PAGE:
Thursday, October 15, 2020

Lee v. Lee (Ct. of Appeals)

Filed: January 23, 2020 

Opinion by: Judge Shirley M. Watts 


Docket entries not otherwise subject to shielding that are unclear, ambiguous, or unavailable to the public via the Judiciary’s online case search fail to satisfy the requirements of Maryland Rule 2-601(b)(3) and do not trigger the 8-202(a) thirty-day appeal period.

Recordation and indexing of a federal judgment creates a lien, not a new judgment.


In 2002, Petitioner (“Lender”) obtained a default judgment in the United States District Court for the District of Maryland against Respondent (“Borrower”), in the principal amount of approximately $140,000 plus attorney’s fees, court costs, and interest.

In June 2004, the Circuit Court for Howard County approved Lender’s Request to File Notice of Lien based on the federal judgment.  In July 2015, Lender sought and obtained a Notice of Renewed Judgment from the circuit court.

In March 2016, Borrower moved to vacate the renewed judgment and requested a hearing.  On June 2, 2016, the circuit court conducted the hearing, denied the motion, and issued a one-page order.  On June 3, 2016, the clerk stamped and mailed copies of the order and made a docket entry to the court’s case management system.  Due to a series of clerical errors, results of the Judiciary’s online case search (“Case Search”) made in the weeks following June 2 for the instant case produced unclear and confusing results, creating ambiguity as to what had been decided and when, with date fields containing entries as early as March 24 and as late as June 6.

On July 6, 2016, Borrower appealed.  The circuit court granted Lender’s motion to strike the appeal as untimely.  Borrower timely appealed.  After a remand to the circuit court to produce an accurate timeline of events, the Court of Special Appeals denied the motion to dismiss and held that the first appeal, while initially premature, had ripened.   The Court went on to reverse the denial of the motion to vacate and remand to the lower court to vacate the renewed judgment, explaining that there was nothing to renew because the lien created in 2004 became ineffective when the predicate federal judgment expired in 2014.

Lender subsequently sought and received a writ of certiorari.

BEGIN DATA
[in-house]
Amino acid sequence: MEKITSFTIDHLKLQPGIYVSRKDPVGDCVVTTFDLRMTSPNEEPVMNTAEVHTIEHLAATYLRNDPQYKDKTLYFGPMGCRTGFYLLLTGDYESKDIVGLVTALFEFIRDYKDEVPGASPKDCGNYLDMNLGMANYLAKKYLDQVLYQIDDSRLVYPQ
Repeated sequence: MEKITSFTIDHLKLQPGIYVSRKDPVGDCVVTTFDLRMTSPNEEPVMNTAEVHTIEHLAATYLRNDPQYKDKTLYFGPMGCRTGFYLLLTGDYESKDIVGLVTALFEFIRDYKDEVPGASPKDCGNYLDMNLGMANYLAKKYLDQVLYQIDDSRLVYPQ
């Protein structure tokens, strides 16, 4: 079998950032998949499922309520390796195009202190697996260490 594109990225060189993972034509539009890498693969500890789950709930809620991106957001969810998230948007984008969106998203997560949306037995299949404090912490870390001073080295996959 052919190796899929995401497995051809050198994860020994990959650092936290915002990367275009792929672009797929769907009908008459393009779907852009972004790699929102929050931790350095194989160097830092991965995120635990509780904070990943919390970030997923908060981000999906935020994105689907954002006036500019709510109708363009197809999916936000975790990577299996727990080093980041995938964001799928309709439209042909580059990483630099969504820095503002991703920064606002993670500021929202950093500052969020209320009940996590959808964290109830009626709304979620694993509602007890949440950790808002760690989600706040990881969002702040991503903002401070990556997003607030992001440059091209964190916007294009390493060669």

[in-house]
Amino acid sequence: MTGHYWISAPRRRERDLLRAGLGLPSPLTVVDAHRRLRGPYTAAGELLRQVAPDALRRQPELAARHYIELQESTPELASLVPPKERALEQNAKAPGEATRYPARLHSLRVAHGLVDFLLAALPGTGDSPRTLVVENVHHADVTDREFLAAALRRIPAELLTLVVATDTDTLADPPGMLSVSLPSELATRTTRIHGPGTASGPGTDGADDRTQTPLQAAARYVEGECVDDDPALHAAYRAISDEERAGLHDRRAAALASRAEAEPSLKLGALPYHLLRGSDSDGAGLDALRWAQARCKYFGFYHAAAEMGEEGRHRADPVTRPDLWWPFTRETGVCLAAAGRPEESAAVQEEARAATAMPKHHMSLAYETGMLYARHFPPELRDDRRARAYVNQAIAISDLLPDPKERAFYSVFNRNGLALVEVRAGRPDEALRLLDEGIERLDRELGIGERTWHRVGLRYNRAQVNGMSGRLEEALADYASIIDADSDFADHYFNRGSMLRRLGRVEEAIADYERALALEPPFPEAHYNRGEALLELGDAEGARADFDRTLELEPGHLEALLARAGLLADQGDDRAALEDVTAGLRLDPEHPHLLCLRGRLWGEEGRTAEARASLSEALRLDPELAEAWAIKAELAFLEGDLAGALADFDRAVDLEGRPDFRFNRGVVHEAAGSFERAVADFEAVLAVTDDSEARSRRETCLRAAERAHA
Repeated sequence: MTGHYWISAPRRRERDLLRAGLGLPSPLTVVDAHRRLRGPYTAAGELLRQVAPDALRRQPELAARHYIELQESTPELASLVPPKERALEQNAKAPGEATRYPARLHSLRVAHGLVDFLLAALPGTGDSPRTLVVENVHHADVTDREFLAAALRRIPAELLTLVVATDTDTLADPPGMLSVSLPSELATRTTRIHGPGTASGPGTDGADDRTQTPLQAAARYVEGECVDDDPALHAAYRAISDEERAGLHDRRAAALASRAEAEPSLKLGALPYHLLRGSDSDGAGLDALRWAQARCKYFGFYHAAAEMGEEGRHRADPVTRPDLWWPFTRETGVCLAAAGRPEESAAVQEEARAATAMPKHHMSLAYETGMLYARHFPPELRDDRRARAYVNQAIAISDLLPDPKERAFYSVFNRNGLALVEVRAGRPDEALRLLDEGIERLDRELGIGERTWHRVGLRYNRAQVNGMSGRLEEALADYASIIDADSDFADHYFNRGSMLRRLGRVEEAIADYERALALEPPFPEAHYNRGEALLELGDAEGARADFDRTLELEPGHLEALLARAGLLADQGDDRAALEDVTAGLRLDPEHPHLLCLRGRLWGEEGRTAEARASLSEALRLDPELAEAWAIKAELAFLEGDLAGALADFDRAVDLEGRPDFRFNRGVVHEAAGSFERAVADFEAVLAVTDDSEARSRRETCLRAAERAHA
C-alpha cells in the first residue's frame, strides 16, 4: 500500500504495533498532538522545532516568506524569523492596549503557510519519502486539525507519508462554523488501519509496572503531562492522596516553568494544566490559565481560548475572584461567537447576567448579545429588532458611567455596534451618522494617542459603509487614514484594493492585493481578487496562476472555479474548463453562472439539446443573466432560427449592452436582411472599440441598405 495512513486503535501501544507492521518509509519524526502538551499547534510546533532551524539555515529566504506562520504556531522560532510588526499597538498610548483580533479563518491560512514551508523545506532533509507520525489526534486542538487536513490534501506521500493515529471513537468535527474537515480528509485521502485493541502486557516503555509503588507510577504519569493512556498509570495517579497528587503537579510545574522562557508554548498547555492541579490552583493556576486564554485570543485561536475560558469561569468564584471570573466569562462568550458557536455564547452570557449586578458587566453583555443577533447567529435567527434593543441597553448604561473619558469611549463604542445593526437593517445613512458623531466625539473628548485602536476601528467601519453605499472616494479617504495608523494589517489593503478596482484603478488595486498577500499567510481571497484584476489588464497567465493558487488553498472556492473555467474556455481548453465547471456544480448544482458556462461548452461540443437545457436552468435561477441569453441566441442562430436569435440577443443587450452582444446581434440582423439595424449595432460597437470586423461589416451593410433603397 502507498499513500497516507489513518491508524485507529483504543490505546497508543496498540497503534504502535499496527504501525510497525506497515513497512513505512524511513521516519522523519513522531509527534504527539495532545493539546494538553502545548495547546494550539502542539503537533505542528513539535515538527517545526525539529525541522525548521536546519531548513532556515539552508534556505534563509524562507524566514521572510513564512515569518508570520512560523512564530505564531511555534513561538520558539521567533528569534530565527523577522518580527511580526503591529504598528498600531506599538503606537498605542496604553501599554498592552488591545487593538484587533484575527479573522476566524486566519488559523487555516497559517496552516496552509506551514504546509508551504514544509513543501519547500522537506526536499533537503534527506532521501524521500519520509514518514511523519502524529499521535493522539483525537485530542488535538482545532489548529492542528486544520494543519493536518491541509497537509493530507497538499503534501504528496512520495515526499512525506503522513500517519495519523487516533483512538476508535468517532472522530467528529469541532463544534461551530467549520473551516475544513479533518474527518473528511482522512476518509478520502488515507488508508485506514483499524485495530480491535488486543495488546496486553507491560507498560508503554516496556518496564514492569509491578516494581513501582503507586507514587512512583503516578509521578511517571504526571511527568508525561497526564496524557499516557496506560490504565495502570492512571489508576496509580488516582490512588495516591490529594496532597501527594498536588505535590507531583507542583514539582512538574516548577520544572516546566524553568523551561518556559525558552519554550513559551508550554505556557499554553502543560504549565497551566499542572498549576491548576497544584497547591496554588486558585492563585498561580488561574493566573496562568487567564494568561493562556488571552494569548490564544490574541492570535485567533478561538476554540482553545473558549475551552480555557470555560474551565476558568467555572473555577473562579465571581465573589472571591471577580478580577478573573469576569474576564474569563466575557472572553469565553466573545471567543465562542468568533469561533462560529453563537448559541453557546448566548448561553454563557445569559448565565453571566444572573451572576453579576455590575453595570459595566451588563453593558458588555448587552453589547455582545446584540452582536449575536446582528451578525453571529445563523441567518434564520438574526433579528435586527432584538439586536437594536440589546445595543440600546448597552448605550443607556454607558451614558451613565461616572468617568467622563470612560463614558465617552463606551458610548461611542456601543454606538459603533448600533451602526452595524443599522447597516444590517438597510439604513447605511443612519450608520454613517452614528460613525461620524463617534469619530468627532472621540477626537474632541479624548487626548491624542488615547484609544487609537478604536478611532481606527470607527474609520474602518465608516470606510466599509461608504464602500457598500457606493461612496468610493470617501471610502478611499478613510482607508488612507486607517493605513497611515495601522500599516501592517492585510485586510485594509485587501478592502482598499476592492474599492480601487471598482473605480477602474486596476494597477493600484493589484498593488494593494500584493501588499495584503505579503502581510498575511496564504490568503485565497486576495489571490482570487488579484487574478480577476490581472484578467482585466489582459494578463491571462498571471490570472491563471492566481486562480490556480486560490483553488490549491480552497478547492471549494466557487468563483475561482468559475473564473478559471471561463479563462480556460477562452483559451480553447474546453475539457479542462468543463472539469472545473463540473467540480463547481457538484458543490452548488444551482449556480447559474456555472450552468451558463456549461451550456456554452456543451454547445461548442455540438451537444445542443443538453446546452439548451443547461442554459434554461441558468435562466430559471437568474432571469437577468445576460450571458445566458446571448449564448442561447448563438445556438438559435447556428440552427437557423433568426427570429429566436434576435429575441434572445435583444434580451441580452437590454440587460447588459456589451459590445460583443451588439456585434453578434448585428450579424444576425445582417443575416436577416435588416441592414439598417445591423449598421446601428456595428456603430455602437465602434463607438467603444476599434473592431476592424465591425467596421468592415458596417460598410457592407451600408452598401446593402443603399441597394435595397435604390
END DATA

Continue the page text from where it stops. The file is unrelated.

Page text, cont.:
The main issue before the Court of Appeals was whether entry of a judgment must satisfy the requirements of both Maryland Rule 2-601(b)(2) and 2-601(b)(3) to start the thirty-day appeal period prescribed in 8-202(a).  Stated more plainly, was the date of entry of a judgment established by the act of a clerk keying it into the docketing system, or did it need to also be publicly available?

The Court began with de novo review of the trial court’s interpretation of the underlying Maryland Rules.  Because the date of an entry of a judgment is governed by 2-601(b), the Court examined that rule’s recent history and noted that the Standing Committee on Rules of Practice and Procedure in 2014 had proposed amendments to address the obsolescence of the then-current rule (requiring physical recordation on the file jacket) and lack of uniformity across the State in how clerks entered judgments.  By Rules Order of the Court of Appeals, amendments to 2-601 were adopted and became effective on January 1, 2016, notably providing that:

2-601(a)(4) A judgment is effective only when [set forth on a separate document] and when entered as provided in section (b) of this Rule.

* * * 

2-601(b)(2) Entry.  The clerk shall enter a judgment by making an entry of it on the docket of the electronic case management system used by that court along with such description of the judgment as the clerk deems appropriate. 

2-601(b)(3) Availability to the Public. Unless shielding is required by law or court order, the docket entry and the date of the entry shall be available to the public through the case search feature on the Judiciary website and in accordance with Rules 16-1002 and 16-1003.

* * * 

2-601(d) Date of Judgment.  On and after July 1, 2015, regardless of the date a judgment was signed, the date of the judgment is the date that the clerk enters the judgment on the electronic case management system docket in accordance with section (b) of this Rule. The date of a judgment entered prior to July 1, 2015 is computed in accordance with the Rules in effect when the judgment was entered.